The Man with Brown Fingernails

I had seen him now and then, but he didn’t come in very often. He was on the thin side, a hard core smoker with chronic bronchitis. But he was still running some borderline blood sugars, a quick chart review revealed.

One day, he came in with a few months of increased “arthritis” in his shoulders, neck, back, knees and hips. There was no sign of small joint synovitis, but the range of motion in his shoulders was poor, and he had a little trouble getting up from his chair without using his arms.

“Polymyalgia Rheumatica?”, I thought, but also remembered how people with lung cancer can develop all kinds of musculoskeletal pain. He had had a screening chest CT not too long ago. So I ordered a sedimentation rate and prescribed some low dose prednisone and asked him to come back in a week.

A week later he was only a little more limber, and his sed rate was only 28, not exactly diagnostic.

As I sat there and looked at him, thinking about what to do next, I made the observation that his skin was a little dark for the time of the year and his ethnic background. Then I looked at his fingernails, brown. Not just the ones that held his cigarette, but all of hem, even his pinkies.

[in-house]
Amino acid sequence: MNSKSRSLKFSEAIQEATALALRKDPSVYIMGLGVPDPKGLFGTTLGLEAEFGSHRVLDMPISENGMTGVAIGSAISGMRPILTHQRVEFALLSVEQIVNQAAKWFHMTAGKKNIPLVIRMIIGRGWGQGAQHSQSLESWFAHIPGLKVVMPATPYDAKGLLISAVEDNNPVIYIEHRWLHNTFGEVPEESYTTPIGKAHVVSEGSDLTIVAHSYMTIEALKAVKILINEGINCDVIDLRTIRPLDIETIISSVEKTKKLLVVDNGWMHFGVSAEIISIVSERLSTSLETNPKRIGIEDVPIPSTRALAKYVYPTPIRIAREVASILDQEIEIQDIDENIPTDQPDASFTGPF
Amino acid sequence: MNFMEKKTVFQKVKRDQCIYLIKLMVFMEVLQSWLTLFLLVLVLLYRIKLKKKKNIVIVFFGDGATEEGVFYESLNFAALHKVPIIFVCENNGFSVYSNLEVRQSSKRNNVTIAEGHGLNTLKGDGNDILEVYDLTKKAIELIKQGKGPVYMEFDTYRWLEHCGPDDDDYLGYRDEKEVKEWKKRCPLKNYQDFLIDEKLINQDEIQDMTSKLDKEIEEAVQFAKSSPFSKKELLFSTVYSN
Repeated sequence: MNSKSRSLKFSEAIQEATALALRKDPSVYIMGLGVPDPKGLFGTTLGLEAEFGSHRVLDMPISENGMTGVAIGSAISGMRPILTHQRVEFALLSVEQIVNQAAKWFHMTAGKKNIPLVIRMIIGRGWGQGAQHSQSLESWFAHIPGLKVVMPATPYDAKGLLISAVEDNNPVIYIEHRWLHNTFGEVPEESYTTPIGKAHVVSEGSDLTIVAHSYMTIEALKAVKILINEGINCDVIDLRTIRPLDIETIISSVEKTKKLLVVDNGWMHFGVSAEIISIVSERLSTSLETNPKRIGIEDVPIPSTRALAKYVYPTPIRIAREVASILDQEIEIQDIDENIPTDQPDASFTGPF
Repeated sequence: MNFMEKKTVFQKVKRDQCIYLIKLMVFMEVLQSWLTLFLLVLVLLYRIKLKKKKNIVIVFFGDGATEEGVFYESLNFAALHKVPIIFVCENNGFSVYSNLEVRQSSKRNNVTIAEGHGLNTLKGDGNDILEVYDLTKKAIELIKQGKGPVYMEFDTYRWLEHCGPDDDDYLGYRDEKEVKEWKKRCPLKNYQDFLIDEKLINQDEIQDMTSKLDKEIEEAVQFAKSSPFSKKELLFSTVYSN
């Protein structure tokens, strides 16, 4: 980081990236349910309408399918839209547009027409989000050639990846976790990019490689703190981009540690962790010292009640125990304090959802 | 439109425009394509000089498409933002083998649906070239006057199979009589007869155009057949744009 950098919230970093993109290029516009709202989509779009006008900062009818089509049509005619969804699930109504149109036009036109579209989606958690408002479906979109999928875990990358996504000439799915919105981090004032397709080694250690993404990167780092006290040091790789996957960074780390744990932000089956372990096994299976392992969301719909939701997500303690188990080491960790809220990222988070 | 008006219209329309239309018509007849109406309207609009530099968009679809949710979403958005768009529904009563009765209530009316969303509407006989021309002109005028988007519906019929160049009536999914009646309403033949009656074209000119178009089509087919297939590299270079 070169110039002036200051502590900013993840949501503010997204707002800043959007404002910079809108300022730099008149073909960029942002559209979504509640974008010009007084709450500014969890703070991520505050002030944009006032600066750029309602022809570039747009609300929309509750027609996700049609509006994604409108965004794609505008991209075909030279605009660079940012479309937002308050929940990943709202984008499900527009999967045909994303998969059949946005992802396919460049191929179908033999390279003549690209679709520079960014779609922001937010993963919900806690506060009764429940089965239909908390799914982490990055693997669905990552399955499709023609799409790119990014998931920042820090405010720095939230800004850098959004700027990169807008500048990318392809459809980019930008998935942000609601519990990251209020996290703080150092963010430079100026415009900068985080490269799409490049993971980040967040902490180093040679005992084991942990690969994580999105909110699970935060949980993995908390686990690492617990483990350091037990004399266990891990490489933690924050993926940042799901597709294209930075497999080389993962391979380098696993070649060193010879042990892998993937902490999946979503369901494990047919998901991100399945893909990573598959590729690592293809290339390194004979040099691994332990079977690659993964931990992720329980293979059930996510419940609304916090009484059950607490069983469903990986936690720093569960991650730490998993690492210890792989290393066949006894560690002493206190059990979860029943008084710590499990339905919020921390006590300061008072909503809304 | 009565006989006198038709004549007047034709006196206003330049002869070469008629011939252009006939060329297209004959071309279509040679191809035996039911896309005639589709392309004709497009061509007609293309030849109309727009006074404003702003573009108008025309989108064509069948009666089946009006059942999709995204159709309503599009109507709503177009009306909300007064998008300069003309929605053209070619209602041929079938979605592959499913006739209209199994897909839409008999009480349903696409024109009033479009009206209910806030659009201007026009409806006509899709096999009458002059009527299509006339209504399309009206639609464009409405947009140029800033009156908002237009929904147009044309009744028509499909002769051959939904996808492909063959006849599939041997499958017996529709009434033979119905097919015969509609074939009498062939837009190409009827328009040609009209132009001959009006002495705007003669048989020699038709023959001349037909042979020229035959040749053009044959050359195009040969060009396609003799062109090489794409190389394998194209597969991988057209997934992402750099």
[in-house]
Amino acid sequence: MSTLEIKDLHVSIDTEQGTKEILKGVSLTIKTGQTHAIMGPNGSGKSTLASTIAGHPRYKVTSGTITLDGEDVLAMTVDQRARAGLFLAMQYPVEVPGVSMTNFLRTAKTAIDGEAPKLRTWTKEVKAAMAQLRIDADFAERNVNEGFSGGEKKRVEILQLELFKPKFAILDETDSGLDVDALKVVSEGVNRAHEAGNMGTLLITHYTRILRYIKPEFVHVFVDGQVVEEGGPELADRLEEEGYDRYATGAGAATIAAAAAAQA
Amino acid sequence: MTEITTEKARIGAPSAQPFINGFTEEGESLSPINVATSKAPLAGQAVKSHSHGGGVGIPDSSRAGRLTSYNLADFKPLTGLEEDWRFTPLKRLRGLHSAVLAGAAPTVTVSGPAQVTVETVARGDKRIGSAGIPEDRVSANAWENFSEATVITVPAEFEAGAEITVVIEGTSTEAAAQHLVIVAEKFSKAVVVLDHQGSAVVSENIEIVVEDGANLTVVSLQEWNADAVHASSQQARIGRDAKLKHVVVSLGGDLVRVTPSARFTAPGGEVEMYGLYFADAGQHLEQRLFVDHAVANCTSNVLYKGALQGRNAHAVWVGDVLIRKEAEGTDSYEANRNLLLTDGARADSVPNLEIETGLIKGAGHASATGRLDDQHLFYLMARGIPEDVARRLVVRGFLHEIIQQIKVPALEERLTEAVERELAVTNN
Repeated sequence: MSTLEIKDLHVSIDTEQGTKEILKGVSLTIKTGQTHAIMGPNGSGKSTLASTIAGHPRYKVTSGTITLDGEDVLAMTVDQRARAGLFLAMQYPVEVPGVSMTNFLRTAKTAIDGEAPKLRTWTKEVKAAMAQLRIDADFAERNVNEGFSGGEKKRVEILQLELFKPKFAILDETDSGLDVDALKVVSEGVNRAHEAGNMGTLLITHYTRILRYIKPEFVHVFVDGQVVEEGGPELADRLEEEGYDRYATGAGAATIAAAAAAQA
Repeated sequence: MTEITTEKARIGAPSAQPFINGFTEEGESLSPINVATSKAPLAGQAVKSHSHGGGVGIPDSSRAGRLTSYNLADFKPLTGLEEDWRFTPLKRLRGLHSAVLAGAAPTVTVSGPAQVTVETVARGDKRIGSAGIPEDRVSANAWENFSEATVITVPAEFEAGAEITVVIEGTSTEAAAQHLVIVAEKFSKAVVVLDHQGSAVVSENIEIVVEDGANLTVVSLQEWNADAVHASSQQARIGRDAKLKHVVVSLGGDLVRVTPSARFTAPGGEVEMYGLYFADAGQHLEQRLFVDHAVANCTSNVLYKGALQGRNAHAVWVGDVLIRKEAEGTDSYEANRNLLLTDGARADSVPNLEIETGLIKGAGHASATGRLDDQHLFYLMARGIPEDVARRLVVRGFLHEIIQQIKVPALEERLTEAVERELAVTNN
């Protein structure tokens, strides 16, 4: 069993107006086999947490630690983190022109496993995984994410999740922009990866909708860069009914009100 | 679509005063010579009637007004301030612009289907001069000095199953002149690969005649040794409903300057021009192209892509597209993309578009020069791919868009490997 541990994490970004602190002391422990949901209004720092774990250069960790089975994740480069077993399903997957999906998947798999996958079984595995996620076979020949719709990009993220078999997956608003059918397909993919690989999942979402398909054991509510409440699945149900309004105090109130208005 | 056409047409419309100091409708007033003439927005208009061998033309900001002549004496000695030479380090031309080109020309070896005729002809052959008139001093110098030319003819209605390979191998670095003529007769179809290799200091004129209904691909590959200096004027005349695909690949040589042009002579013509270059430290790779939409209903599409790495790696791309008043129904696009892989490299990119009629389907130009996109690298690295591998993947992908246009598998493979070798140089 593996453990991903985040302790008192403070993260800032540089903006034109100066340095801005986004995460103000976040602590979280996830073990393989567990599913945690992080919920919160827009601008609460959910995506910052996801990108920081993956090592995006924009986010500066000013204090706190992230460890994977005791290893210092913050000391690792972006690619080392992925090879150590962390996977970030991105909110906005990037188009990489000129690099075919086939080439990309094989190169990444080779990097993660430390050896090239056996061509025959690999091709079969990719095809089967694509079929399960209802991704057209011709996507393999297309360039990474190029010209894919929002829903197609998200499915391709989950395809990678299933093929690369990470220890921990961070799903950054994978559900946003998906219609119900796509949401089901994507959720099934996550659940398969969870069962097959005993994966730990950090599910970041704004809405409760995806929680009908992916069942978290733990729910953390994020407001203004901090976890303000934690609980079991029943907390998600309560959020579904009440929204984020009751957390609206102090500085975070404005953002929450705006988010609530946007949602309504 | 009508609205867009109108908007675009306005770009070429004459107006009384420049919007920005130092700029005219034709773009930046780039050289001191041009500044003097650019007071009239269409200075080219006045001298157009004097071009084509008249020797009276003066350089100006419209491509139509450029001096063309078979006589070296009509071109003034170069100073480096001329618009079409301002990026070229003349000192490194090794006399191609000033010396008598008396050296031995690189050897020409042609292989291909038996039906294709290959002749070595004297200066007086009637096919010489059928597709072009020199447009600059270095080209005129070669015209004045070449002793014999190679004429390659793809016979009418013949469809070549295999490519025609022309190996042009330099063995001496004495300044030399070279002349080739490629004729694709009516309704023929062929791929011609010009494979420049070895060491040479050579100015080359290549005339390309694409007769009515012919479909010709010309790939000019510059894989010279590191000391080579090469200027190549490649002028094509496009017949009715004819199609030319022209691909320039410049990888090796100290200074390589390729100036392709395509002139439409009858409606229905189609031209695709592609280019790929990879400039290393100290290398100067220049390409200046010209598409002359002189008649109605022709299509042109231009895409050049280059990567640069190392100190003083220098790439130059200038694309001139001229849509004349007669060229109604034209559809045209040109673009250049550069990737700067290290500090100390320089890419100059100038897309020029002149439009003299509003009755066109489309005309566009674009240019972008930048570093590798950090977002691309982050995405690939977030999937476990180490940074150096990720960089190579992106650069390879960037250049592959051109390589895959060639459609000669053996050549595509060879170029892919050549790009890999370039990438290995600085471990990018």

I quickly clicked to his lab section in the EMR to check what kinds of lab tests had been done over the past year or so. His CBCs had not changed much over the past few years, and I had just checked one when I did his sed rate. His chemistry profiles had been okay except for those borderline blood sugars. Nothing more had been checked.

“What?” I thought to myself.

“Hyperpigmentation, Addison? No symptoms, and the nails…”

“Iron”, was my next thought. “Could he have hemochromatosis?”

I’ve never diagnosed a case of it before.

“It is possible that all these pains could have something to do with your iron levels”, I told him. “I hate to do this, but would you mind giving us some more blood for some extra testing?”

Sure enough, his iron level was elevated. I made a referral to hematology.

I was away for a little while and my first day back he was in my schedule for “Followup blood sugars”. He had seen a colleague for urinary frequency and turned out to have a very high random glucose and a glycosylated hemoglobin of 8. He had fallen into the trap of quenching his thirst, which was caused by spilling sugar in his urine, with juice and soda.

Scanning further in the EMR, I saw than the hematology report was back. It spelled out all the possible complications of hereditary hemochromatosis: Joint pain, fatigue, unexplained weight loss, abnormal bronze or gray skin color, abdominal pain, cirrhosis, diabetes, heart disease…

The lesson for me was the nail discoloration, which isn’t often mentioned in the medical texts; I remember noticing it before, but always assumed it was just nicotine staining. I never looked at all his nails. And I should have.

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Osler said “Listen to your patient, he is telling you the diagnosis”. Duvefelt says “Listen to your patient, he is telling you what kind of doctor he needs you to be”.

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